A copy of the Justice Department’s proposed expansion of the USA Patriot Act was leaked to the Center for Public Integrity. The draft bill, entitled the Domestic Security Enhancement Act of 2003, contains proposals to radically expand the authority of law-enforcement agencies, to increase the surveillance of American citizens, and to reduce or eliminate judicial oversight over that surveillance; it would also authorize secret arrests, create a DNA database of “suspected terrorists,” create new death penalties, and empower the government to strip American citizenship from anyone who “provides material support” to a terrorist organization. Suicide attempts were up among the detainees at Camp X-Ray. Howard Coble, a Republican congressman from North Carolina who chairs a House subcommittee on domestic security, declared that the interning of Japanese Americans during World War II “was appropriate at the time.” He also said that he thought President Roosevelt took the action “for their own protection.” Federal officials announced that the Army Corps of Engineers had removed 10,000 tons of soil contaminated with arsenic from a Washington, D.C., neighborhood about four miles from the White House. More than 425 munitions were removed from the area, which was used to test chemical weapons during World War I, and rounds containing arsine gas were taken from the Korean ambassador’s residence. South Korea was wondering what to do with a gigantic rice surplus. North Korea resumed “normal operations” at the Yongbyon nuclear reactor, and Secretary of Defense Donald Rumsfeld put two dozen B-52 and B-1 bombers on alert. Ari Fleischer, the White House spokesman, said by way of explanation that “the president continues to believe that the matter with North Korea can be resolved through diplomatic means, but that does not mean that the United States will always have contingencies and make certain our contingencies are viable.”
President Bush sent a $2.2 trillion budget to Congress that includes a large increase in defense spending, large tax cuts, and record deficits â?? $304 billion for the current fiscal year and $307 billion for next year. The total deficit over the next five years was projected to be more than $1 trillion. Two years ago, reporters were quick to recall, the president forecast a $5.6 trillion surplus over the next 10 years and justified his first round of tax cuts for the wealthy on that basis. The budget does not include funds for the invasion of Iraq but does propose to make it more difficult for poor families to obtain government handouts. The Labor Department said that job creation was at a twenty-year low, and Governor Tim Pawlenty proposed cutting $300 from the budget of the Minnesota state band. NASA Administrator Sean O’Keefe denied that cost cutting had led to the Columbia disaster, though last April the Aerospace Safety Advisory Panel warned Congress that the shuttle fleet was being endangered by reductions in NASA’s budget, which is down 40 percent since 1990. The chairman of the Senate Environment and Public Works Committee hired a mining lobbyist to oversee clean-air legislation. Doctors in New Jersey walked off the job to protest high medical malpractice insurance rates; one doctor carried a sign outside Christ Hospital in Jersey City that read: “When your water breaks, call your lawyer.” Doctors in Illinois were planning a similar walkout. A performance of John Cage’s “As Slow As Possible” began in Halberstadt, Germany. The piece was originally conceived to last 20 minutes; the current performance will last 639 years, and it will take more than a year to play the first three notes. Protesters in Shannon, Ireland, attacked a U.S. Navy plane with hammers, spray paint, and human blood. People in Congo were dying of Ebola fever. American soldiers were busy “banking genetic material before deployment,” and the Pentagon was stocking up on body bags. Brazil was suffering from a shortage of silicone breast and buttock implants. Russia outlawed profanity.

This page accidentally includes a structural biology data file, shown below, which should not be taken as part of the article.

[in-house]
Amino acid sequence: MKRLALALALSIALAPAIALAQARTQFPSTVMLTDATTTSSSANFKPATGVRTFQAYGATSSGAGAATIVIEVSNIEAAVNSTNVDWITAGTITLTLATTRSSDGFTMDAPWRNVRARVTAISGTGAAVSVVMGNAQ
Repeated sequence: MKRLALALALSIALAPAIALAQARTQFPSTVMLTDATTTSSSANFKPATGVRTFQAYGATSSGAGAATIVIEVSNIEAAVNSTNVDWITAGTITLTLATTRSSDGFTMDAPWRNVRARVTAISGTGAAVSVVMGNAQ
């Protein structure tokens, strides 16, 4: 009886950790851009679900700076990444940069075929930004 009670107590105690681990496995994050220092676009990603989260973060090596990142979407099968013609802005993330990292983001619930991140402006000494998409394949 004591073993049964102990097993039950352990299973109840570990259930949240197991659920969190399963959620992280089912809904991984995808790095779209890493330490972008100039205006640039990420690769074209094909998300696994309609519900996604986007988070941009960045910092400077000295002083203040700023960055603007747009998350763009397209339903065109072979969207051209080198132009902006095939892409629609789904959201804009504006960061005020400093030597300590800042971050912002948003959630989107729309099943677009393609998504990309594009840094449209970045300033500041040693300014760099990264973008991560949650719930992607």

More from Roger D. Hodge:
Years ago, I lived in Montana, a land of purple sunsets, clear streams, and snowflakes the size of silver dollars drifting through the cold air. There were no speed limits and you could legally drive drunk. My small apartment in Missoula had little privacy. In order to write, I rented an off-season fishing cabin on Rock Creek, a one-room place with a bed and a bureau. I lacked the budget for a desk. My idea was to remove a sliding door from a closet in my apartment and place it over a couple of hastily cobbled-together sawhorses.
Amount the inventor of the yellow “smiley face” had received for it by the time of his death in April:
An astrophysicist observed that the early universe looked like vegetable soup.
In North Korea, a missile capable of striking U.S. bases overseas blew up immediately after a test launch, and in North Carolina, a G.O.P. headquarters was firebombed.
Subscribe to the Weekly Review newsletter. Donâ€™t worry, we wonâ€™t sell your email address!
â€śMatt was happy enough to sustain himself on the detritus of a world he saw as careening toward self-destruction, and equally happy to scam a government he despised. 'Iâ€™m glad everyoneâ€™s so wasteful,' he told me. 'It supportsÂ my lifestyle.'â€ť